crawlspace french drain: hug the wall?


I want to have crawlspace drainage installed. My crawlspace is approximately a rectangle with some protrusion (e.g. a dining nook).
When making crawlspace french drain, is it better for the drain to follow the foundation wall including all the nooks and crannies, or is it better to keep the drain straight, i.e. make a large rectangle that fit inside the foundation?
Two contractors proposed different approaches, and I wonder which one is better. The water is believed to come from the ground during rainy season (i.e. rise in waterbed), although this is not proven. The other possibility is leaky downspount drain lines.
Also, the sump pump will soak in water in a drain bucket at all time. Even though sump pump are designed to sit in water, I think they still last longer out of water. Would it be better to put a tiny hole at the bottom of the drain bucket, so that large amount of water still get pumped out, but standing water (below the water level switch) will gradually drain out and leave the pump dry?
The reason I believe the pumps last longer when dry, is because I once left a sump pump in a hottub for several years. When I pulled it out, all the fasteners (screws) have become rusty.
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as long as the drain field follows the general outline of the home it probably doesnt matter.............
any chance the drain could drain to daylight like the home sitting well above grade........
no sump pump is perfect, its best if you dont need one at all..................
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1. Fix all downspouts and have them drain far away from the house in a safe location.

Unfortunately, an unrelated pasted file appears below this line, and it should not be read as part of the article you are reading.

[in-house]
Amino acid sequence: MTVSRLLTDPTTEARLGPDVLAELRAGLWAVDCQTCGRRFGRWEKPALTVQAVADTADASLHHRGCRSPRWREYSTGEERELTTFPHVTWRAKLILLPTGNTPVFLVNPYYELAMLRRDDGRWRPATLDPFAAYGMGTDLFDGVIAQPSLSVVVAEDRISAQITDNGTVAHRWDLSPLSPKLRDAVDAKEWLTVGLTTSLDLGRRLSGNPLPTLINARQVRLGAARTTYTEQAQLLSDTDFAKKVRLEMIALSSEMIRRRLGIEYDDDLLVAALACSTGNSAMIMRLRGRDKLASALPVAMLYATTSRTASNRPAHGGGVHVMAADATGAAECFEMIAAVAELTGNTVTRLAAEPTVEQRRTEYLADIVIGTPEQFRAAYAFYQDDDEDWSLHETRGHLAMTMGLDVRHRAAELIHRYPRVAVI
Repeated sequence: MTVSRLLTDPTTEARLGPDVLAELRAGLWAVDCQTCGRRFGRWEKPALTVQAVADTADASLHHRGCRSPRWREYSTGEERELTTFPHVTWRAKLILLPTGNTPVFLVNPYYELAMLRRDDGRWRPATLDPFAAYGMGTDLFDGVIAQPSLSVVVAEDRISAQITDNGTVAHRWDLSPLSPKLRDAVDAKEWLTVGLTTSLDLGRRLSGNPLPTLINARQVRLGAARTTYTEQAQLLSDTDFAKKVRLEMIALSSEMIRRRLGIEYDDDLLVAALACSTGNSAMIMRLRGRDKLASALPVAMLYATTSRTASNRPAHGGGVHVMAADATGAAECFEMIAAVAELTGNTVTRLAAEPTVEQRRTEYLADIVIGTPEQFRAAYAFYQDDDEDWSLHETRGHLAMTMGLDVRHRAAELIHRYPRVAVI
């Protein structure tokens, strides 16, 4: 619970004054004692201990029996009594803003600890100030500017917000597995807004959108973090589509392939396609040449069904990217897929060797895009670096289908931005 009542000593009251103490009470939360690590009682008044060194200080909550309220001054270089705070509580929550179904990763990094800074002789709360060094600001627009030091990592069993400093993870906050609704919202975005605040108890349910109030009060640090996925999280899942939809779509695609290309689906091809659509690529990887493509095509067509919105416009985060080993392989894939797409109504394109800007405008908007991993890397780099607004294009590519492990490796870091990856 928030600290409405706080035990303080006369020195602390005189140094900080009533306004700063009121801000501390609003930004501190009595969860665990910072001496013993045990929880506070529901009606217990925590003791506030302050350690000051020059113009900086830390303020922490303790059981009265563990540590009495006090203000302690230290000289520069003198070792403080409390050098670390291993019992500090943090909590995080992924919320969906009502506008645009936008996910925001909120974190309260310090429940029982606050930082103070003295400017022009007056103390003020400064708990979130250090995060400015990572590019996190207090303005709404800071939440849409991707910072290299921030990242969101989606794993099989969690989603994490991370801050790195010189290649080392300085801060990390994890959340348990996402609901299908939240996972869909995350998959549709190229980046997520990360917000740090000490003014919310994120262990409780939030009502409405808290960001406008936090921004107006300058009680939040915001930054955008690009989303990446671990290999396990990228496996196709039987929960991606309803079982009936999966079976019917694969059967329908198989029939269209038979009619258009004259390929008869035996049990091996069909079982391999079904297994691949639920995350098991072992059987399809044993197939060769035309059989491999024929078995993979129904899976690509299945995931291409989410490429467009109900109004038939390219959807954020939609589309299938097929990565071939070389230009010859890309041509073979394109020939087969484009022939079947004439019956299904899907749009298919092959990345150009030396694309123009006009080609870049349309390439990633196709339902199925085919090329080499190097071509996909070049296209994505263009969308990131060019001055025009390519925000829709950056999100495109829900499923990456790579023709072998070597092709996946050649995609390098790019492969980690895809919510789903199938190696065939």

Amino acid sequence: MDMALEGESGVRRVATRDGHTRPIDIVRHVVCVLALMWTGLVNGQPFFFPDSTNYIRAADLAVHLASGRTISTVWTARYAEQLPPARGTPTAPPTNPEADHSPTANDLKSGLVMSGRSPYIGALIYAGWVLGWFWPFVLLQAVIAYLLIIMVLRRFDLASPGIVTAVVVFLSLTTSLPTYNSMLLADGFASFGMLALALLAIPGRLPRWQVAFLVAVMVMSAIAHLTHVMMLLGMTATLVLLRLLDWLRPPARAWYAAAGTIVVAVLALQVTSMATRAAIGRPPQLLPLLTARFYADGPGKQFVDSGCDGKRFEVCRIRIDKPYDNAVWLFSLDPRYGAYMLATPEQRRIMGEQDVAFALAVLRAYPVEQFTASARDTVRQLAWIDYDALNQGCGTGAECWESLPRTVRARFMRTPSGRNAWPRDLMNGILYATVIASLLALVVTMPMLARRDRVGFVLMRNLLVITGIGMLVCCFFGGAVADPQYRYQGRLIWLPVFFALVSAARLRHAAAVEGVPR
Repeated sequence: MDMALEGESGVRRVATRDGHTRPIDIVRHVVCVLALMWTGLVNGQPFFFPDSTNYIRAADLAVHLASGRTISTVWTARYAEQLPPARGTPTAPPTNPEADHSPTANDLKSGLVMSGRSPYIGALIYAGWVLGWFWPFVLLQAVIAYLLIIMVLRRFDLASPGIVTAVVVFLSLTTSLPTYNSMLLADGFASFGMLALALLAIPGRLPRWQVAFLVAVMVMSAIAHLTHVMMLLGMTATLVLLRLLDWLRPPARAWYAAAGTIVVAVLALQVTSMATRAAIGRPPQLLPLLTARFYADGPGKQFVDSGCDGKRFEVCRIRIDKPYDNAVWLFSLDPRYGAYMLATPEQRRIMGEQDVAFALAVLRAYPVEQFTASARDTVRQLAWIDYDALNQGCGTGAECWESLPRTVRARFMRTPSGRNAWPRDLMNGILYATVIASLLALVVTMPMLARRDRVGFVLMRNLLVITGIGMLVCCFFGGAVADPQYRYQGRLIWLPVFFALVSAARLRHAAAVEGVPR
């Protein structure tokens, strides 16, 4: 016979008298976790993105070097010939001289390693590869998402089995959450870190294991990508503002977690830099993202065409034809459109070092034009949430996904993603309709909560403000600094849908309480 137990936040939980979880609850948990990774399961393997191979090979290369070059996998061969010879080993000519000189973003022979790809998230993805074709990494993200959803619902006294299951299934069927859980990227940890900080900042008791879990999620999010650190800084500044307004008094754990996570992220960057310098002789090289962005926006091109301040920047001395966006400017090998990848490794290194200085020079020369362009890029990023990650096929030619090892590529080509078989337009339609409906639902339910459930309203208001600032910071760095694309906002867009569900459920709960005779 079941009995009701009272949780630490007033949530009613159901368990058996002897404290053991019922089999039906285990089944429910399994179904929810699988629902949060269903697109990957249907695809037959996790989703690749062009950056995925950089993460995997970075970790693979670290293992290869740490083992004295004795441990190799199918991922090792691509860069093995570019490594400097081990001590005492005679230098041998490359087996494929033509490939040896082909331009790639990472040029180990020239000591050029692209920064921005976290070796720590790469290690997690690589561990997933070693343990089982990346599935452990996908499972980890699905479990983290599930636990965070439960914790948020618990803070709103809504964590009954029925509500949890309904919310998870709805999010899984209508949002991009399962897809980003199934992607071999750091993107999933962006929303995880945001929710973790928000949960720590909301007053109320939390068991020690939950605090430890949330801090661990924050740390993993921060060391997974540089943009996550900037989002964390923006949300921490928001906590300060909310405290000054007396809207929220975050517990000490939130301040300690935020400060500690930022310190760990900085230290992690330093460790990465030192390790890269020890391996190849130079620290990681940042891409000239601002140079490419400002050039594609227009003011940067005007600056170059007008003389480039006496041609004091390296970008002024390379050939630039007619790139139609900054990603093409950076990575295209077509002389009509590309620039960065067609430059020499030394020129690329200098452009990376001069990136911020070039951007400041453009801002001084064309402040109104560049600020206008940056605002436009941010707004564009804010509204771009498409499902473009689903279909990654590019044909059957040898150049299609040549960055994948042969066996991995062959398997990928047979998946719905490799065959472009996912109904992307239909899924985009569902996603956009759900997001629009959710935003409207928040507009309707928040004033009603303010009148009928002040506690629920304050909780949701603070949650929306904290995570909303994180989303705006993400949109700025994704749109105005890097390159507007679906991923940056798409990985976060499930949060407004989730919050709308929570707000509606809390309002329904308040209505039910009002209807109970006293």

2. The french drain (and drainage in general) should prevent your foundation from being saturated with water, not drain water out after the fact. Any trench should be outside the foundation so it can intercept and redirect water before it gets there. I doubt that the origin of the water is under the house.
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it can come from under the home.
although exterior french drain with new downspout lines is a easy job with a backhoe, and since the downspout lines should be addressed first, i would do the exterior now, then under the home if needed.
its best if the lines can run downhill to daylight, so as part of the exterior job run a dedicated line to under the home.
even if its not as low as the bottom of a future sump pump it can be a useful sump overflow / overfill line.
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My basement has a drain/sump system that was installed after the house was built. It follows the perimeter of the basement walls, on the inside, and works fine. As for the pump, I would say the pump is designed to sit in water and you should not worry about it. I have never had a pump fail due to rusty screws; the failure mode generally seems to be the switch. Besides, it will rust just as fast, maybe faster, sitting in moist air. --H
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